“http://expertaccess.cincom.com/wp-content/uploads/2012/07/93917202-300×200.jpg” alt=”Batman mask – Cincom Expert Access” width=”300″ height=”200″ />It took 23 years of passion, hard-work and bloody knuckles to bring one of the most iconic and real superhero’s to life on the big screen for a caped career that has spanned decades and brought in $2.6 billion with a slew of branded franchise merchandize and a brand new movie – The Dark Knight Rises – which hits theaters at midnight tonight.
But just how did Michael Uslan, the author of The Boy who Loved Batman, restore dignity to his childhood hero?
Uslan, who was a guest on Expert Access Radio in 2011, tells us his Batman moment happened in 1966: “My parents were safe upstairs in the kitchen and I was downstairs in the den watching the debut of the Batman TV show and I was simultaneously thrilled and horrified by what I was seeing on TV.”
It was the first time that many were being exposed to the masked crusader and Uslan realized that the campy “Bam!,” “Pow!,” “”Wham!” and “Zap!” were adding a comedic element to the character. The whole world was laughing at Batman, so while he enjoyed seeing his hero on television he made a vow that “somehow, someday, someway [he] would show the world what the true Batman … was really like.”
That Batman show was the first TV series about a superhero since George Reeves’ Adventures of Superman. But Superman has always been seen as a superhero who can transcend the world of comic books, according to Uslan. It wasn’t until recently that others have shared the television or silver screen.
That doesn’t make sense, considering that deep down, Batman’s origin story transcends borders, demographics and even cultures. Bruce Wayne is actually just a normal guy in extraordinary circumstances. He sacrificed his childhood and swore he would avenge the death of his parents after they were murdered in front of him.
And that is where the similarities of the story of Bruce Wayne and Michael Uslan intersect – though, thankfully, Uslan’s parents were alive. Bruce Wayne decided he would honor the commitment he made to his parents for the rest of his life even though it wasn’t always easy and it wasn’t always the popular thing to do. Uslan dedicated himself to honoring the vow he made in 1966 to rescue Batman’s image and continued that journey even when it wasn’t always easy, or popular, or even supporting his family in the best way possible.
Uslan acquired the rights to Batman in 1979 with his partner Ben Melniker. Even though Sol Harrison, who became the president of DC Comics urged them not to waste their money. Everyone believed Batman was dead as a commercially viable character, especially as Uslan wanted to reinvent him in his true form as a gritty, “creature of the night stalking criminals in the shadows.”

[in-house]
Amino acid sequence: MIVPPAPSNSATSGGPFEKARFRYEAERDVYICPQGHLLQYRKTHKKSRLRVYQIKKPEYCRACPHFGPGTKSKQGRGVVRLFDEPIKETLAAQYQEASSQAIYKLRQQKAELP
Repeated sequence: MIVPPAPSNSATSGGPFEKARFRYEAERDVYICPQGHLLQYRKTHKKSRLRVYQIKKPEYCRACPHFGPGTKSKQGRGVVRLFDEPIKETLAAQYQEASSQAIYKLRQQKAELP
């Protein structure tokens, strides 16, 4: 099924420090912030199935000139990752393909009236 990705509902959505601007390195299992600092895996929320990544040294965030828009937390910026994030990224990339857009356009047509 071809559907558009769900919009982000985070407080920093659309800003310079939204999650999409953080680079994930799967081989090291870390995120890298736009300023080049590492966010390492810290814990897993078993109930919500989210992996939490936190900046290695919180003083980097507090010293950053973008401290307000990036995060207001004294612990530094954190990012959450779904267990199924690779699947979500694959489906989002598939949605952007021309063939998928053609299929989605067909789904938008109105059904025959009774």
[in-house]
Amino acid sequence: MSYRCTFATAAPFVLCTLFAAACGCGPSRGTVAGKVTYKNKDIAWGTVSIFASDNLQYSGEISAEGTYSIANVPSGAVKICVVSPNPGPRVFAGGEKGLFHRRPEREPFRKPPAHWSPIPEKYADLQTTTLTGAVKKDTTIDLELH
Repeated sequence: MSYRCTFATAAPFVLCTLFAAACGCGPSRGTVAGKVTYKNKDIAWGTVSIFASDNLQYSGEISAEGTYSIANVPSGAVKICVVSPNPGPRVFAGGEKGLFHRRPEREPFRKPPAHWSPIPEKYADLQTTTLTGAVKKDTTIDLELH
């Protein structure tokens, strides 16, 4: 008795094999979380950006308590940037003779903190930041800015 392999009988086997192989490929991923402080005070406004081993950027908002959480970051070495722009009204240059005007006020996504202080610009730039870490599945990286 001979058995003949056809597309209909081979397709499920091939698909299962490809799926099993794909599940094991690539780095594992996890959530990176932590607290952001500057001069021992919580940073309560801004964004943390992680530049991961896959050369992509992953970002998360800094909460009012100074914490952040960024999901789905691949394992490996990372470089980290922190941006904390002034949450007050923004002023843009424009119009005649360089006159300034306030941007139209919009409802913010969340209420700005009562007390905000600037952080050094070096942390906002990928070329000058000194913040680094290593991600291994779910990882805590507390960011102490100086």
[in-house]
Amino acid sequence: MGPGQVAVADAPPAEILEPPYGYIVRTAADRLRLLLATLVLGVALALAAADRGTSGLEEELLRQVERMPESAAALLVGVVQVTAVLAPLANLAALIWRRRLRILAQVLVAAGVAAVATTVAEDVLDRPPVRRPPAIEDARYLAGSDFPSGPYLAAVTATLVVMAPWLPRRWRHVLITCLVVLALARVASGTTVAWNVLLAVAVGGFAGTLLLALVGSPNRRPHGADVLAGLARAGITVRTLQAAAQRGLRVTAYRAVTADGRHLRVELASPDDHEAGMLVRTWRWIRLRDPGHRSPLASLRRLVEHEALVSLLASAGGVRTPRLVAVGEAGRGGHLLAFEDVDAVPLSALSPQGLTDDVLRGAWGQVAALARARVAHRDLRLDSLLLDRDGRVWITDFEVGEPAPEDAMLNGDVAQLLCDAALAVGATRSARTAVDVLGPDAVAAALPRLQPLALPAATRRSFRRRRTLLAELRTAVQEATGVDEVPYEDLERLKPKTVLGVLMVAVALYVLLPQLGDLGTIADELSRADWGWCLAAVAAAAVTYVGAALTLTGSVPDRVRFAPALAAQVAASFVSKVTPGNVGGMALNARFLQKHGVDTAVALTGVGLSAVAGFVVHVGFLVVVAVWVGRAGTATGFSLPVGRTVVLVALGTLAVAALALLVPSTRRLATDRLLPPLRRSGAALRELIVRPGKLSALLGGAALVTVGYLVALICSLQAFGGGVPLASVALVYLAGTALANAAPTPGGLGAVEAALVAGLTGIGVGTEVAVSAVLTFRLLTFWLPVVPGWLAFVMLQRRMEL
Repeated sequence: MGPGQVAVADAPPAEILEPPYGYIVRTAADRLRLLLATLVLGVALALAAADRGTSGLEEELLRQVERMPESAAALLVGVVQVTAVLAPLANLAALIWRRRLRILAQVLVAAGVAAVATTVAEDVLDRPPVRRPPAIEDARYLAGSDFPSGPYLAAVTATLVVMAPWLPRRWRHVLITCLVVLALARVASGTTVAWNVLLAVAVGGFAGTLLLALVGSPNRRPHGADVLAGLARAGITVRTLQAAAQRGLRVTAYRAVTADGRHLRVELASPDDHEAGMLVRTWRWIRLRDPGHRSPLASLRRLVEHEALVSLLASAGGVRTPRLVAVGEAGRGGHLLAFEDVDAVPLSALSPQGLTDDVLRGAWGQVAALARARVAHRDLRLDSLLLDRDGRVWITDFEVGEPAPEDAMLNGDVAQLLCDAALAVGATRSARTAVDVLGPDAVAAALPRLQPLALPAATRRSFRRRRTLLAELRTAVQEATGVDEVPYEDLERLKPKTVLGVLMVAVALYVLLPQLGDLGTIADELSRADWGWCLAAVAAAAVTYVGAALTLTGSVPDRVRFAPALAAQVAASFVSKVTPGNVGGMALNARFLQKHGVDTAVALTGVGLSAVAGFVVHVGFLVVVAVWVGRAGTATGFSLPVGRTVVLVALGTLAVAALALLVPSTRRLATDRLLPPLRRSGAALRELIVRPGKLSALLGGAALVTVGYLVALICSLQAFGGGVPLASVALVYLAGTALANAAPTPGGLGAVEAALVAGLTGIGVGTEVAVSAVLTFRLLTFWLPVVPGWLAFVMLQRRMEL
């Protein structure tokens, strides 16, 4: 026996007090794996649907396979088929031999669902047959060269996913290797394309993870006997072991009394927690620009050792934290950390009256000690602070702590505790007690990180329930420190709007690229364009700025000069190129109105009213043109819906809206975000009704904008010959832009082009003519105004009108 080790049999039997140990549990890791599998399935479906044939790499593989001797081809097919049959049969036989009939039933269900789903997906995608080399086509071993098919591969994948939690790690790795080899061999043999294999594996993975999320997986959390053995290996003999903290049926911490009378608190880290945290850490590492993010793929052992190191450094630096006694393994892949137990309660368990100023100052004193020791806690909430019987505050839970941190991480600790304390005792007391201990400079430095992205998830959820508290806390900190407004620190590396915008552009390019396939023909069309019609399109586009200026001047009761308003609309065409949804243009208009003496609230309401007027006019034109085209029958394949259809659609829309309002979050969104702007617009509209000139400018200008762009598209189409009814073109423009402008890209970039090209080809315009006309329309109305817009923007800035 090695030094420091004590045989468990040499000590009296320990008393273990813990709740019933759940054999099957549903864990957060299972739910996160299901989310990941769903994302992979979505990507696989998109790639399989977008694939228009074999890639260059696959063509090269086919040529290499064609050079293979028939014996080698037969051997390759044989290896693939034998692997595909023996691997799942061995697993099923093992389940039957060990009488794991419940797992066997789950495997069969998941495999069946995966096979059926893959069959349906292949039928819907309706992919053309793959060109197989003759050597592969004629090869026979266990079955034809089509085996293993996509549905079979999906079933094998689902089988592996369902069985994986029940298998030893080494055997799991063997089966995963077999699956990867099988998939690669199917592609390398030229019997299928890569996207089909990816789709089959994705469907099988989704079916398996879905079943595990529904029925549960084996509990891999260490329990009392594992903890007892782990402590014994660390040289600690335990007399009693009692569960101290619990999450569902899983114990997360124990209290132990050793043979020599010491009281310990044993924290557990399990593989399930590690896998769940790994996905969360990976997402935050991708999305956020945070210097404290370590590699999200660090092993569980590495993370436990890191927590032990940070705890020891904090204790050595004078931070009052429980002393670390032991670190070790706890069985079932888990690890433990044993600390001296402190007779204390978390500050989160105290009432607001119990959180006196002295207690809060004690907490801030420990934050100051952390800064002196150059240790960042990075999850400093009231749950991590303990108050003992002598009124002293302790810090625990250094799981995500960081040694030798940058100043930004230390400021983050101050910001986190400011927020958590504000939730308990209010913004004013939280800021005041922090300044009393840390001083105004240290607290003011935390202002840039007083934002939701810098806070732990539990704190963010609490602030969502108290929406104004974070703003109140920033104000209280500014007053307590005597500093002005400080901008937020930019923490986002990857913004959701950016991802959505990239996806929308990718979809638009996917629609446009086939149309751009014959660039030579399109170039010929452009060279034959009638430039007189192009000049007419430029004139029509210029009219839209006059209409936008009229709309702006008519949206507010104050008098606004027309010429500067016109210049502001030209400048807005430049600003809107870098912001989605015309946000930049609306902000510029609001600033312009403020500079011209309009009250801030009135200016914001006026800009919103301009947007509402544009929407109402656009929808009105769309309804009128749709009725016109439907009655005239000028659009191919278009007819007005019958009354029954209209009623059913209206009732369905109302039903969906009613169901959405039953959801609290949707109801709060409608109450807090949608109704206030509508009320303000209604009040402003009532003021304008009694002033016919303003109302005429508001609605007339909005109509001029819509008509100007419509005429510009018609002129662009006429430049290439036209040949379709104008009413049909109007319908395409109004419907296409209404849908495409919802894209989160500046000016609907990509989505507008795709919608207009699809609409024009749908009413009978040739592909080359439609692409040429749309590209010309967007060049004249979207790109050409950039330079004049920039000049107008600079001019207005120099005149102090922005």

After acquiring the rights, Uslan immediately quit his job and headed to Hollywood even though he had no friends, family or business contacts in the city.
“I thought with Batman in my back pocket, I could convince them that dark and serious Batman movies, the way he was originally created, would be something the world had never seen before and a chance for tremendous success,” he said.
But that wasn’t the case as studio after studio shut the door on his face with the excuses of “no one does dark superhero movies” and “nobody makes movies about old television shows” – keep in mind this was 1979, not 2012 when we’ve seen The Avengers, two reboots of Spiderman, and Dark Shadows on the big screen.
Regardless of collecting enough rejection slips to fill a closet, Uslan kept pushing for the caped crusader to make it to the big screen.
“These comic books are truly today’s modern day mythology. It carries on from the ancient gods of Greece, Rome and Egypt except today they are all in spandex and capes.” he says of his perseverance in exposing the true Batman to the masses. “When you find a superhero who has no superpowers, his greatest superpower is his humanity, somebody who is not a guy who slugs his way out of a fight with a pow, zap and a wham, but it’s a guy who typically outthinks his opponent …” you can relate to that.
So how did Uslan finally get the 1989 Batman movie starring Michael Keaton and Jack Nicholson?
He continued to fight for his vision to be realized.
“At the bottom of it all it tests your mettle. When life turns into a 10-year long human endurance contest and everyone is telling you, ‘you are crazy,’ everyone is telling you, ‘you stink, your ideas are terrible,’ you really have to look deep inside and say, “okay, am I just being stubborn or do I really absolutely believe in myself and my work?”
Uslan had the support system behind him to recognize that he really absolutely believed in Batman.
“I believed in this from day one,” he said. “When everyone was telling me no; when everyone told me it was the worst idea they ever heard, I never faltered in my belief in this.”
At the heart of it all, Uslan never let what the critiques said about him, his ideas and his passion force him to quit. And now that Batman is once again one of the biggest franchises on the planet, he hasn’t let the support for the movies helmed by Tim Burton, Joel Schumacher and Christopher Nolan go to his head.
“If you don’t believe them when they tell you how bad you are and how awful your work is, and if you don’t believe them when they start telling you how wonderful you are and how great all your ideas are and just believe in yourself and your work, you will do fine in this life,” Uslan said.
Thirty-three years after Uslan bought the rights to Batman, he will once again be credited as a producer on the latest inception of the character played by Christian Bale in Christopher Nolan’s The Dark Knight Rises – the final movie in a trilogy which might not have been made without his perseverance.